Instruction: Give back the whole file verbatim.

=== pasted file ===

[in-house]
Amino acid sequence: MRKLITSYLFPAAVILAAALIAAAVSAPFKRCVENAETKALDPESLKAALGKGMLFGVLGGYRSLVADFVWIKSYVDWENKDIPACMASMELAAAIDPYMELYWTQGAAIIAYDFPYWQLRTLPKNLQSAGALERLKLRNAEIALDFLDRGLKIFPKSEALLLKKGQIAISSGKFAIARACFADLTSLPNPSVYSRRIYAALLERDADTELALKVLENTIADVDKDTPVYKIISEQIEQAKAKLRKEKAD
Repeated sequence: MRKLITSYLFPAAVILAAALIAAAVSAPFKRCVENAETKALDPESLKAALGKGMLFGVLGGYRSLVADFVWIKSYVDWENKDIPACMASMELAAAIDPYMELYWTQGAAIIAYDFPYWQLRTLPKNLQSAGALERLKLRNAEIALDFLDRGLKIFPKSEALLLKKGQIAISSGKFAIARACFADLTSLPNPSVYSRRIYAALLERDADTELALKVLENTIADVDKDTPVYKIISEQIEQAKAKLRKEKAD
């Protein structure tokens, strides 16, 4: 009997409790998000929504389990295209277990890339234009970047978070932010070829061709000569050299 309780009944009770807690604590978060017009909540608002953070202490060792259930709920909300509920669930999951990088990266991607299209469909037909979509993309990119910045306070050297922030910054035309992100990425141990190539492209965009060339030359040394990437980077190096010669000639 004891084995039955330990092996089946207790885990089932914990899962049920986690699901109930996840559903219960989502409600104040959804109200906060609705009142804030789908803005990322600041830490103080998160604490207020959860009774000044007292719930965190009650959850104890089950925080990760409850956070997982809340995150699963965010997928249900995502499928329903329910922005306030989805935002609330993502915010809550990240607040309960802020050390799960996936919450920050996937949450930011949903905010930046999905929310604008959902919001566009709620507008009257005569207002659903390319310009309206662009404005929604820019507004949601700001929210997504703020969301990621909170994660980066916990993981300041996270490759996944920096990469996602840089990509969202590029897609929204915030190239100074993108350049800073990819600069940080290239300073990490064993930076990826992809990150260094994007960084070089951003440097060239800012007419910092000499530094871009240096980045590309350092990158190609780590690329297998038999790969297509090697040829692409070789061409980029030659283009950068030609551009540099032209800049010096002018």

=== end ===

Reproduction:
[in-house]
Amino acid sequence: MRKLITSYLFPAAVILAAALIAAAVSAPFKRCVENAETKALDPESLKAALGKGMLFGVLGGYRSLVADFVWIKSYVDWENKDIPACMASMELAAAIDPYMELYWTQGAAIIAYDFPYWQLRTLPKNLQSAGALERLKLRNAEIALDFLDRGLKIFPKSEALLLKKGQIAISSGKFAIARACFADLTSLPNPSVYSRRIYAALLERDADTELALKVLENTIADVDKDTPVYKIISEQIEQAKAKLRKEKAD
Repeated sequence: MRKLITSYLFPAAVILAAALIAAAVSAPFKRCVENAETKALDPESLKAALGKGMLFGVLGGYRSLVADFVWIKSYVDWENKDIPACMASMELAAAIDPYMELYWTQGAAIIAYDFPYWQLRTLPKNLQSAGALERLKLRNAEIALDFLDRGLKIFPKSEALLLKKGQIAISSGKFAIARACFADLTSLPNPSVYSRRIYAALLERDADTELALKVLENTIADVDKDTPVYKIISEQIEQAKAKLRKEKAD
């Protein structure tokens, strides 16, 4: 009997409790998000929504389990295209277990890339234009970047978070932010070829061709000569050299 309780009944009770807690604590978060017009909540608002953070202490060792259930709920909300509920669930999951990088990266991607299209469909037909979509993309990119910045306070050297922030910054035309992100990425141990190539492209965009060339030359040394990437980077190096010669000639 004891084995039955330990092996089946207790885990089932914990899962049920986690699901109930996840559903219960989502409600104040959804109200906060609705009142804030789908803005990322600041830490103080998160604490207020959860009774000044007292719930965190009650959850104890089950925080990760409850956070997982809340995150699963965010997928249900995502499928329903329910922005306030989805935002609330993502915010809550990240607040309960802020050390799960996936919450920050996937949450930011949903905010930046999905929310604008959902919001566009709620507008009257005569207002659903390319310009309206662009404005929604820019507004949601700001929210997504703020969301990621909170994660980066916990993981300041996270490759996944920096990469996602840089990509969202590029897609929204915030190239100074993108350049800073990819600069940080290239300073990490064993930076990826992809990150260094994007960084070089951003440097060239800012007419910092000499530094871009240096980045590309350092990158190609780590690329297998038999790969297509090697040829692409070789061409980029030659283009950068030609551009540099032209800049010096002018």